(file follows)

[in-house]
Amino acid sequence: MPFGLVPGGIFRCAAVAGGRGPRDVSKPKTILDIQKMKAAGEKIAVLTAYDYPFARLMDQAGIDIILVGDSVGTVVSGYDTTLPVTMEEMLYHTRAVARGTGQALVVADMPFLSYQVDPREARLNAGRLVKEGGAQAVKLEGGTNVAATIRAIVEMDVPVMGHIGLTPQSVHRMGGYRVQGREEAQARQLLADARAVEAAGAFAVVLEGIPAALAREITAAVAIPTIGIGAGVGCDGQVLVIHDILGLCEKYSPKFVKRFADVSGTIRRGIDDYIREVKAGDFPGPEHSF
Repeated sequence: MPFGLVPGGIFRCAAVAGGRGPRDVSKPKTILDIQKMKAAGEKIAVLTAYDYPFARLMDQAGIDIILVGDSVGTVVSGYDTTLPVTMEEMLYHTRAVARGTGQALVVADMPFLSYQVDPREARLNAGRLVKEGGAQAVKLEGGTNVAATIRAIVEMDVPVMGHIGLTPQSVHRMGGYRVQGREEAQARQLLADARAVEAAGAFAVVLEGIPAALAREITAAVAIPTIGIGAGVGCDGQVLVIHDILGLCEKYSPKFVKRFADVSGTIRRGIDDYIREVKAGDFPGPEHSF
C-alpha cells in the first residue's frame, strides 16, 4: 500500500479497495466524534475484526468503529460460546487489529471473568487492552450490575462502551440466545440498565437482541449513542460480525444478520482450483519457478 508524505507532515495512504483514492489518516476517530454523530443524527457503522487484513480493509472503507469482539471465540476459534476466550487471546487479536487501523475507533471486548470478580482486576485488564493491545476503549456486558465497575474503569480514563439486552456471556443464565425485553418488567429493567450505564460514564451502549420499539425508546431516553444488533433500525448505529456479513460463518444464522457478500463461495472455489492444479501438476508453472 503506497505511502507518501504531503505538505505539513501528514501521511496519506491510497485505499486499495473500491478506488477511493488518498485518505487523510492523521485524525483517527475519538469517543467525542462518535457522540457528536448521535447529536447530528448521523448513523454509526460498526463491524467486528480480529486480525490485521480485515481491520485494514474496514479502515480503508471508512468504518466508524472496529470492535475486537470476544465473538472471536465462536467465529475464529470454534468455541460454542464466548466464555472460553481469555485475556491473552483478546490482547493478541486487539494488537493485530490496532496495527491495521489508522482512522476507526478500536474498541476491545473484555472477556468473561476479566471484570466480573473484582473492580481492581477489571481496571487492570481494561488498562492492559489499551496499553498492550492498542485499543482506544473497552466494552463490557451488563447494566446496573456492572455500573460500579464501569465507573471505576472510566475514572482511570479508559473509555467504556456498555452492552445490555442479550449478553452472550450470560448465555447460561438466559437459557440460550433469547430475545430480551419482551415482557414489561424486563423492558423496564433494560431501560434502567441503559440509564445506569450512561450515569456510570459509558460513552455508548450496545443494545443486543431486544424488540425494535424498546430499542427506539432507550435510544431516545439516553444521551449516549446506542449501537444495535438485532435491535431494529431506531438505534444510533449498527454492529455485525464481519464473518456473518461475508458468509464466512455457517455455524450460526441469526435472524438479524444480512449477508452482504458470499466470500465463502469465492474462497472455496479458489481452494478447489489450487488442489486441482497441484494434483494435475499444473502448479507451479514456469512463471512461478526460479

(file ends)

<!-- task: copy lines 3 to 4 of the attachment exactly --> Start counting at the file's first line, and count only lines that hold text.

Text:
Repeated sequence: MPFGLVPGGIFRCAAVAGGRGPRDVSKPKTILDIQKMKAAGEKIAVLTAYDYPFARLMDQAGIDIILVGDSVGTVVSGYDTTLPVTMEEMLYHTRAVARGTGQALVVADMPFLSYQVDPREARLNAGRLVKEGGAQAVKLEGGTNVAATIRAIVEMDVPVMGHIGLTPQSVHRMGGYRVQGREEAQARQLLADARAVEAAGAFAVVLEGIPAALAREITAAVAIPTIGIGAGVGCDGQVLVIHDILGLCEKYSPKFVKRFADVSGTIRRGIDDYIREVKAGDFPGPEHSF
C-alpha cells in the first residue's frame, strides 16, 4: 500500500479497495466524534475484526468503529460460546487489529471473568487492552450490575462502551440466545440498565437482541449513542460480525444478520482450483519457478 508524505507532515495512504483514492489518516476517530454523530443524527457503522487484513480493509472503507469482539471465540476459534476466550487471546487479536487501523475507533471486548470478580482486576485488564493491545476503549456486558465497575474503569480514563439486552456471556443464565425485553418488567429493567450505564460514564451502549420499539425508546431516553444488533433500525448505529456479513460463518444464522457478500463461495472455489492444479501438476508453472 503506497505511502507518501504531503505538505505539513501528514501521511496519506491510497485505499486499495473500491478506488477511493488518498485518505487523510492523521485524525483517527475519538469517543467525542462518535457522540457528536448521535447529536447530528448521523448513523454509526460498526463491524467486528480480529486480525490485521480485515481491520485494514474496514479502515480503508471508512468504518466508524472496529470492535475486537470476544465473538472471536465462536467465529475464529470454534468455541460454542464466548466464555472460553481469555485475556491473552483478546490482547493478541486487539494488537493485530490496532496495527491495521489508522482512522476507526478500536474498541476491545473484555472477556468473561476479566471484570466480573473484582473492580481492581477489571481496571487492570481494561488498562492492559489499551496499553498492550492498542485499543482506544473497552466494552463490557451488563447494566446496573456492572455500573460500579464501569465507573471505576472510566475514572482511570479508559473509555467504556456498555452492552445490555442479550449478553452472550450470560448465555447460561438466559437459557440460550433469547430475545430480551419482551415482557414489561424486563423492558423496564433494560431501560434502567441503559440509564445506569450512561450515569456510570459509558460513552455508548450496545443494545443486543431486544424488540425494535424498546430499542427506539432507550435510544431516545439516553444521551449516549446506542449501537444495535438485532435491535431494529431506531438505534444510533449498527454492529455485525464481519464473518456473518461475508458468509464466512455457517455455524450460526441469526435472524438479524444480512449477508452482504458470499466470500465463502469465492474462497472455496479458489481452494478447489489450487488442489486441482497441484494434483494435475499444473502448479507451479514456469512463471512461478526460479